3 min Read
4 Reasons You Need To Try Nasal Rinsing
November 29, 2022
3 min Read
November 29, 2022
With pharmacy shelves cleared out of decongestants, you may be looking for an alternative way to manage cold symptoms. How does shooting a stream of saltwater up your nose sound?
Dr. Mandeep Johal, D.M.D., airway and breathing expert and Guelph, Ontario dentist says nasal rinsing – an ancient Ayurvedic tradition – is not only effective at offering relief for cold and flu symptoms and shortening their duration, nasal rinsing can also help prevent respiratory illnesses.
“The nose is actually our body’s first line of defense against bacteria and viruses,” says Dr. Johal. “The nose filters bacteria entering the body and combats contamination, most importantly for our lungs.” Rinsing your nose with saline or saltwater flushes out nasal passages, helping to reduce the severity of colds. It can even prevent you from getting sick in the first place.
When your nose is congested or lined with thick mucus, it can’t do its job effectively. By softening and thinning the mucus that blocks sinus passages, nasal rinsing washes out the inflammatory cells that cause congestion, acting as a natural decongestant. “The saltwater literally washes away the environment that harbors the bacteria and/or virus,” says Dr. Johal.
Studies have shown that children with cold or flu symptoms who use a saltwater or saline rinse show less need for supplementary medications or antibiotics to help with fever or congestion and typically have cold symptoms alleviated faster. If you see your child begin to exhibit cold symptoms, increasing the frequency of nasal rinsing may help you avoid having to turn to traditional cold and cough medications.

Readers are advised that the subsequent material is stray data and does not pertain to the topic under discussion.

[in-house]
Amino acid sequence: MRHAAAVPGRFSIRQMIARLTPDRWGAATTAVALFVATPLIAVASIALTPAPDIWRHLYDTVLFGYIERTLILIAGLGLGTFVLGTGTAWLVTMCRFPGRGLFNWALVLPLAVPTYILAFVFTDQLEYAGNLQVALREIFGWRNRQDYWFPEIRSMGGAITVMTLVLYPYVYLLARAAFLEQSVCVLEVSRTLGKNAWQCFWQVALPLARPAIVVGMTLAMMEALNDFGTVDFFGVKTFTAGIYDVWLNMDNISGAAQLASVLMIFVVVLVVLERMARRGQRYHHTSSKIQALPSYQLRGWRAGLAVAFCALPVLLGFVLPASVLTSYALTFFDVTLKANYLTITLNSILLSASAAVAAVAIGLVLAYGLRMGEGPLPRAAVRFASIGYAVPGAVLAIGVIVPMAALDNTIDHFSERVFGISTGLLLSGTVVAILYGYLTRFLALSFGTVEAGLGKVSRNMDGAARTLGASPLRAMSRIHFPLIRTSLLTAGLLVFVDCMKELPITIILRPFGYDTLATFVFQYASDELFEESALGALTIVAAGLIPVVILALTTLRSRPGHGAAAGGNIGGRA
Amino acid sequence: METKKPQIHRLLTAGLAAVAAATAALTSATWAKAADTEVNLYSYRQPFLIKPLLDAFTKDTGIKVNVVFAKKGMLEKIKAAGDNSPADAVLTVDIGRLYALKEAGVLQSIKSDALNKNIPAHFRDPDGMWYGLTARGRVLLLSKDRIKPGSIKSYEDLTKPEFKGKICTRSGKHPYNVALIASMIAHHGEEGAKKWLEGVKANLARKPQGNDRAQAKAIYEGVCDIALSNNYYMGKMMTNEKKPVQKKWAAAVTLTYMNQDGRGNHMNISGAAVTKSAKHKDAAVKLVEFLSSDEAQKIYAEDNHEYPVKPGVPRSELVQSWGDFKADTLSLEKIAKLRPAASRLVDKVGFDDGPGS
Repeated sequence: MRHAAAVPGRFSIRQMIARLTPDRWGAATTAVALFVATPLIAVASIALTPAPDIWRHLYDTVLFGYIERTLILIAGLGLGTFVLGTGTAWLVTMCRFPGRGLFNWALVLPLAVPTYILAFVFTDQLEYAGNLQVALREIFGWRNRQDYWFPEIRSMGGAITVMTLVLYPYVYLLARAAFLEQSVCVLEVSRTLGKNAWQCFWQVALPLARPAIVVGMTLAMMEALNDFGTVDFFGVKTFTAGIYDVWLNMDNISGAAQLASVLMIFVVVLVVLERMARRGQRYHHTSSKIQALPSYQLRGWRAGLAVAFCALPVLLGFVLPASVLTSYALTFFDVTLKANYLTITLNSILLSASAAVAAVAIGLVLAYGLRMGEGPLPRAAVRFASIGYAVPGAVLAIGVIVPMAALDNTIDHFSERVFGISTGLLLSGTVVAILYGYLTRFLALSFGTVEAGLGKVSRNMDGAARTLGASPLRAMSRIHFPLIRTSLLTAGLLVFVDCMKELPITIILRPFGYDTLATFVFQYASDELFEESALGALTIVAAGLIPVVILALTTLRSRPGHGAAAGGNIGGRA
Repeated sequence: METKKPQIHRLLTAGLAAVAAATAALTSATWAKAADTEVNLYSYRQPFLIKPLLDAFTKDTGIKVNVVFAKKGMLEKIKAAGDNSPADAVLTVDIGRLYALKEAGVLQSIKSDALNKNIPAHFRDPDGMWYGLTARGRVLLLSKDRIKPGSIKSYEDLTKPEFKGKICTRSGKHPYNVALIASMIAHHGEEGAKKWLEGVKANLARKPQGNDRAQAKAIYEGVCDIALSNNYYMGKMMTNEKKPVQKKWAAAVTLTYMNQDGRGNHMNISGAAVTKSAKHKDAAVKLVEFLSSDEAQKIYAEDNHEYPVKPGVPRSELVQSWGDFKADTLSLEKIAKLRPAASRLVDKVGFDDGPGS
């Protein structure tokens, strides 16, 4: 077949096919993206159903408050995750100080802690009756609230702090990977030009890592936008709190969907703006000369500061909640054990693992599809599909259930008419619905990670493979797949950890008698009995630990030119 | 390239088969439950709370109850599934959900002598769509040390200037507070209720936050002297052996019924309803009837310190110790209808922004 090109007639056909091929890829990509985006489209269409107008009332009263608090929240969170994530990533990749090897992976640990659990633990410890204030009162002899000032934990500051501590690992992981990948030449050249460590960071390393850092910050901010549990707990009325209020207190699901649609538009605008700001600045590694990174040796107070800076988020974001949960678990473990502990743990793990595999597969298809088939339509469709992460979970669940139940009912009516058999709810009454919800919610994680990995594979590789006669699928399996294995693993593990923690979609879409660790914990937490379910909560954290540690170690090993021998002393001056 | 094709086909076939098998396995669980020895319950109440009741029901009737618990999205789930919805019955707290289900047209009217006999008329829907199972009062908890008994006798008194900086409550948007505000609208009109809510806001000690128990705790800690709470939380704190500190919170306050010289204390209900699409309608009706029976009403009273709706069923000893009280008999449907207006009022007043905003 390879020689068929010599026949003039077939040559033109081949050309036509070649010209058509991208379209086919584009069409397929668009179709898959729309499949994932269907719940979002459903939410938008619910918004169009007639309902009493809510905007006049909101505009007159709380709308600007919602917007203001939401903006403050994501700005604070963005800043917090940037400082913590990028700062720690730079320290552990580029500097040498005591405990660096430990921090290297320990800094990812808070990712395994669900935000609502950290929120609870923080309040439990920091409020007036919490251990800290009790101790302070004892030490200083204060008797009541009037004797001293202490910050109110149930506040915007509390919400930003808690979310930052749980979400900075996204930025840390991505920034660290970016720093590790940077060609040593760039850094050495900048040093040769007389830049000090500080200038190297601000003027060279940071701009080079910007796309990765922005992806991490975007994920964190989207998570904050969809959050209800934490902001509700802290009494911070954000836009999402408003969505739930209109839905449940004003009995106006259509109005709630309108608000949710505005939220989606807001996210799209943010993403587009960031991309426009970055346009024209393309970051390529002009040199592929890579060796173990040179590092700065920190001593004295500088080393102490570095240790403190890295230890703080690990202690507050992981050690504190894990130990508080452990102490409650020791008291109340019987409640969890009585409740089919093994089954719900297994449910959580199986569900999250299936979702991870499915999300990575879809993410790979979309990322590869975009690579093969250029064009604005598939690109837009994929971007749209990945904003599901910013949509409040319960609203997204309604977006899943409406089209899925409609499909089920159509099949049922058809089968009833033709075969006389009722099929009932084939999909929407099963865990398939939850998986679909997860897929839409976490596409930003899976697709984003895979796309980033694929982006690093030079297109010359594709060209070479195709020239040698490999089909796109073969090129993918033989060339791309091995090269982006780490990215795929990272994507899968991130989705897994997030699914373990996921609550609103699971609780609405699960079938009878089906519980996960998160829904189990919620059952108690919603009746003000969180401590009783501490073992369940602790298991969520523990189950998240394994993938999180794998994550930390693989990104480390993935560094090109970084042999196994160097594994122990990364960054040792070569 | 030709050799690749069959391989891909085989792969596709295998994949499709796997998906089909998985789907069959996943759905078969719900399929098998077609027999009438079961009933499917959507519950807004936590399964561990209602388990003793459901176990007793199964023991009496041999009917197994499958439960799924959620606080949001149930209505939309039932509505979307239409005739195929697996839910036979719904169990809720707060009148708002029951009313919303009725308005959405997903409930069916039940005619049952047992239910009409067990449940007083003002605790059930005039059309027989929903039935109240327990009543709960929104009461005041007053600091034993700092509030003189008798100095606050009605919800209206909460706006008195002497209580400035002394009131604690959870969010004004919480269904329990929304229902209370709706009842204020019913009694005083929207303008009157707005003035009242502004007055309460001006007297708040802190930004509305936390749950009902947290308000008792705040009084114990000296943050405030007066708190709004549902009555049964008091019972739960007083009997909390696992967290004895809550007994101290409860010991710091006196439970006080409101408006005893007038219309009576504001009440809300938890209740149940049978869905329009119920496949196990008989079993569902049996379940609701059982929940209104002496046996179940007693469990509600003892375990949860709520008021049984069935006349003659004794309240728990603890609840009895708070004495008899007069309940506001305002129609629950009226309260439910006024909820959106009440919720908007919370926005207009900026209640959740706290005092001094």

In addition to managing and preventing cold and flu symptoms, nasal rinsing can help with seasonal allergies as well as other health conditions. By keeping the airway clear, Dr. Johal says sasal rinsing can help alleviate allergy symptoms. It can also help improve other respiratory related illnesses. “Improved respiration means your brain is getting more oxygen, which helps prevent headaches, migraines and overall stress,” says Dr. Johal.
Dr. Johal says daily nasal rinsing can help reduce the likelihood of sinusitis, inflamed tonsils and colds. “Nasal rinsing not only sweeps the nasal passages of dirt, bacteria, viruses and mucus, it helps prevent infections,” says Dr. Johal. If your child is experiencing cold and flu symptoms, Dr. Johal recommends nasal rinsing up to three times a day.
There are many saline and saltwater solutions on the market, it can be hard to know which is best for your child. For babies, Dr. Johal recommends a saline spray with a nasal aspirator, such as the Snotsucker by Fridababy. For children ages 1 to 12, she recommends the NeilMed Pediatric rinse bottles as the squeeze bottle is easier for kids to manage. The kit comes with saline packets that you can dissolve in sterile or distilled water (not tap water).